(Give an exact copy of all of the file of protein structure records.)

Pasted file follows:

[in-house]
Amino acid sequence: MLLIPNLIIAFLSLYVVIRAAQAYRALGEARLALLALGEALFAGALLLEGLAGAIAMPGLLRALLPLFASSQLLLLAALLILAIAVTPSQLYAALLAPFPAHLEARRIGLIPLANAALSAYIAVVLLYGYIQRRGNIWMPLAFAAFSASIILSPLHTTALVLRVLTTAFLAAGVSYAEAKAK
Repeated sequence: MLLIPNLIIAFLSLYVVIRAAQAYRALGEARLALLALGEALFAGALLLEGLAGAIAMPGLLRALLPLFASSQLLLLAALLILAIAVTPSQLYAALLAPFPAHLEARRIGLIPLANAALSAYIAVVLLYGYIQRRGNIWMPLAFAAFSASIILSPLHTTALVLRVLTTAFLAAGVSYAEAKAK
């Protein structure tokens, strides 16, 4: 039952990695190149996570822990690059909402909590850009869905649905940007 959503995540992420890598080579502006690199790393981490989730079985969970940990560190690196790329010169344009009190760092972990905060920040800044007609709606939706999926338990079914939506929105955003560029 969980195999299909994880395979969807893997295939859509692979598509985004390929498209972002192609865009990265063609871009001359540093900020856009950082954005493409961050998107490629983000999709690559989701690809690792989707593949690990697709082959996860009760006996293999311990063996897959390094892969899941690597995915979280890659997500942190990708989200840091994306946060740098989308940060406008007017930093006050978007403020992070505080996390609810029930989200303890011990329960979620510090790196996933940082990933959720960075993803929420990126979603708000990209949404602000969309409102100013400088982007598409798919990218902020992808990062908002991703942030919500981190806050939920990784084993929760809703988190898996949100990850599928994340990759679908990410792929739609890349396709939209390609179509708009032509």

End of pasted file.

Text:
[in-house]
Amino acid sequence: MLLIPNLIIAFLSLYVVIRAAQAYRALGEARLALLALGEALFAGALLLEGLAGAIAMPGLLRALLPLFASSQLLLLAALLILAIAVTPSQLYAALLAPFPAHLEARRIGLIPLANAALSAYIAVVLLYGYIQRRGNIWMPLAFAAFSASIILSPLHTTALVLRVLTTAFLAAGVSYAEAKAK
Repeated sequence: MLLIPNLIIAFLSLYVVIRAAQAYRALGEARLALLALGEALFAGALLLEGLAGAIAMPGLLRALLPLFASSQLLLLAALLILAIAVTPSQLYAALLAPFPAHLEARRIGLIPLANAALSAYIAVVLLYGYIQRRGNIWMPLAFAAFSASIILSPLHTTALVLRVLTTAFLAAGVSYAEAKAK
């Protein structure tokens, strides 16, 4: 039952990695190149996570822990690059909402909590850009869905649905940007 959503995540992420890598080579502006690199790393981490989730079985969970940990560190690196790329010169344009009190760092972990905060920040800044007609709606939706999926338990079914939506929105955003560029 969980195999299909994880395979969807893997295939859509692979598509985004390929498209972002192609865009990265063609871009001359540093900020856009950082954005493409961050998107490629983000999709690559989701690809690792989707593949690990697709082959996860009760006996293999311990063996897959390094892969899941690597995915979280890659997500942190990708989200840091994306946060740098989308940060406008007017930093006050978007403020992070505080996390609810029930989200303890011990329960979620510090790196996933940082990933959720960075993803929420990126979603708000990209949404602000969309409102100013400088982007598409798919990218902020992808990062908002991703942030919500981190806050939920990784084993929760809703988190898996949100990850599928994340990759679908990410792929739609890349396709939209390609179509708009032509």